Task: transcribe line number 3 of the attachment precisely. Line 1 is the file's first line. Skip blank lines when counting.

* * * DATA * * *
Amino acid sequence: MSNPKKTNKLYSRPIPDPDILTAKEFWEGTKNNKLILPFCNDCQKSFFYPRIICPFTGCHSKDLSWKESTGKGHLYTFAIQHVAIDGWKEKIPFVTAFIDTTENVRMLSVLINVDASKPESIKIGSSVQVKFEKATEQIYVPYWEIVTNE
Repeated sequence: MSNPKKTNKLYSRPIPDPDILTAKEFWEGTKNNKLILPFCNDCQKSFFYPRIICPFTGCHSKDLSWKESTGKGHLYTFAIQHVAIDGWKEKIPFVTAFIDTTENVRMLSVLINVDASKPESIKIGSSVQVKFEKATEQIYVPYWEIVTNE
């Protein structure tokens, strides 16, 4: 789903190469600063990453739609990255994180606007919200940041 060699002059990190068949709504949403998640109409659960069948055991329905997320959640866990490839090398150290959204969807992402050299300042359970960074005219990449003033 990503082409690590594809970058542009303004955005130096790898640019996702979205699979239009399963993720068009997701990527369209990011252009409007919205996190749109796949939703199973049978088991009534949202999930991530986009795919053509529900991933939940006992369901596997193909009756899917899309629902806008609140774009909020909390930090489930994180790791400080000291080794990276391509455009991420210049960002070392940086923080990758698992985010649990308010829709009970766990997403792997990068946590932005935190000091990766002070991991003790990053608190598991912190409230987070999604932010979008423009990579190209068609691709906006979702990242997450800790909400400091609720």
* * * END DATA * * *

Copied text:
């Protein structure tokens, strides 16, 4: 789903190469600063990453739609990255994180606007919200940041 060699002059990190068949709504949403998640109409659960069948055991329905997320959640866990490839090398150290959204969807992402050299300042359970960074005219990449003033 990503082409690590594809970058542009303004955005130096790898640019996702979205699979239009399963993720068009997701990527369209990011252009409007919205996190749109796949939703199973049978088991009534949202999930991530986009795919053509529900991933939940006992369901596997193909009756899917899309629902806008609140774009909020909390930090489930994180790791400080000291080794990276391509455009991420210049960002070392940086923080990758698992985010649990308010829709009970766990997403792997990068946590932005935190000091990766002070991991003790990053608190598991912190409230987070999604932010979008423009990579190209068609691709906006979702990242997450800790909400400091609720």